The latest excavation campaigns that have been carried out in the Castro de Viladonga - financed by the Xunta de Galicia through the European funds for regional development (FEDER) and carried out by the company Terra Arqueos- are providing relevant findings that are shaping the existence of an important phase of occupation corresponding to the end of the Castro culture, in which the bronze axe found on one of the final steps of the access stairway to the monumental cistern discovered in 2018 is framed.It is a sector that had not been excavated in that campaign and in which a long crossbar fibula was also found, as well as ceramics, coals and bone remains.
This axe joins the discoveries on the beach of A Basteira (in Cariño, A Coruña), in the archaeological excavations of Punta Atalaia (in Cervo, Lugo), in Monte da Trinidade (Vilamaior, Mondoñedo, Lugo) and the deposited one in the Museum of Pontevedra of supposed Laline origin, as well as others in the north of Portugal and in the northwest of the plateau.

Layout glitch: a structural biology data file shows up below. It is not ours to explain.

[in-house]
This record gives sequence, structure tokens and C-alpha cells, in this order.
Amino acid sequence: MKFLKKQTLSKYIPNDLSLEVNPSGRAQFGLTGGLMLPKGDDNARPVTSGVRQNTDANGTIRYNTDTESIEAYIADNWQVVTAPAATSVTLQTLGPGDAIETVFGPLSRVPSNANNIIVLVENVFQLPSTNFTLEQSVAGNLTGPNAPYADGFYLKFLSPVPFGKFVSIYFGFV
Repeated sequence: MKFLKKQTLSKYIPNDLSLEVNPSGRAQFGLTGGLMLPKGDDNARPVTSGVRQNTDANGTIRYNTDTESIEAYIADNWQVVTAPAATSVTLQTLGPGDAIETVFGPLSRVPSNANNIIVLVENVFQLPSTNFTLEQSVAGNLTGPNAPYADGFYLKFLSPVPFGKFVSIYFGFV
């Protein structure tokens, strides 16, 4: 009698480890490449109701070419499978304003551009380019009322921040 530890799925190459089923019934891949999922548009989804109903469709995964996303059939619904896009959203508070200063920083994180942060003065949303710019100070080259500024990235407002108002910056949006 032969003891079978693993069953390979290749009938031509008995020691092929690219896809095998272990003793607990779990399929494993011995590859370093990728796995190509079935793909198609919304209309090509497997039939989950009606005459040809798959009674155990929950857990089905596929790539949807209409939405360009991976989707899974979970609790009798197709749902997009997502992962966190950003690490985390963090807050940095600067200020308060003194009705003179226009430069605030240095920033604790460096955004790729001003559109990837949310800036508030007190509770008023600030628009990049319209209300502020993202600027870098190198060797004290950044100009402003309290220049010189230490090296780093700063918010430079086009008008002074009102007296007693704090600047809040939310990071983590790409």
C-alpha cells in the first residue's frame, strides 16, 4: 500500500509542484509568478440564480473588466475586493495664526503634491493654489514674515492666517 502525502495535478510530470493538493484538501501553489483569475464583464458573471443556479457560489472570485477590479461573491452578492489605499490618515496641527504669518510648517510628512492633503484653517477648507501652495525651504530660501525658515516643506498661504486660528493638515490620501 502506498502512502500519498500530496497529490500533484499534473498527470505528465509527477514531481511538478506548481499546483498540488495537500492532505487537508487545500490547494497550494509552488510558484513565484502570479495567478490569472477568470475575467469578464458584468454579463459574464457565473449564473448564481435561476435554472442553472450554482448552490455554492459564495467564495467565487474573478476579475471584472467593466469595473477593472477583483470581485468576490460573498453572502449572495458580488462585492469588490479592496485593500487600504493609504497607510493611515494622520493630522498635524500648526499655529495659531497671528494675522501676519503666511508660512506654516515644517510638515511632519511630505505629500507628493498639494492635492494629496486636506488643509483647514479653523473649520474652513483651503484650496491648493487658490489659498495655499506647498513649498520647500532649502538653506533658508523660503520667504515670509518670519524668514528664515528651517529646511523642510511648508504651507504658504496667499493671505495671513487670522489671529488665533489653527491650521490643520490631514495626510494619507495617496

It is a piece in a very good state of conservation, of probable sacrificial use, associated with rituals of commonality and in which all the characteristic elements of this type of objects are represented: the ritual animals (ram, bull and wild boar), the torques, the cauldron and the decoration of rope form.
In addition to this singular piece, the excavations are bringing to light remains that confirm a long period of occupation that spans from the 4th-2nd century BC to the 5th AD.
The monumentality of the remains of the cistern and the adjacent buildings, of the cobblestone street and off the wall, which are surprising for their dimensions, is also remarkable.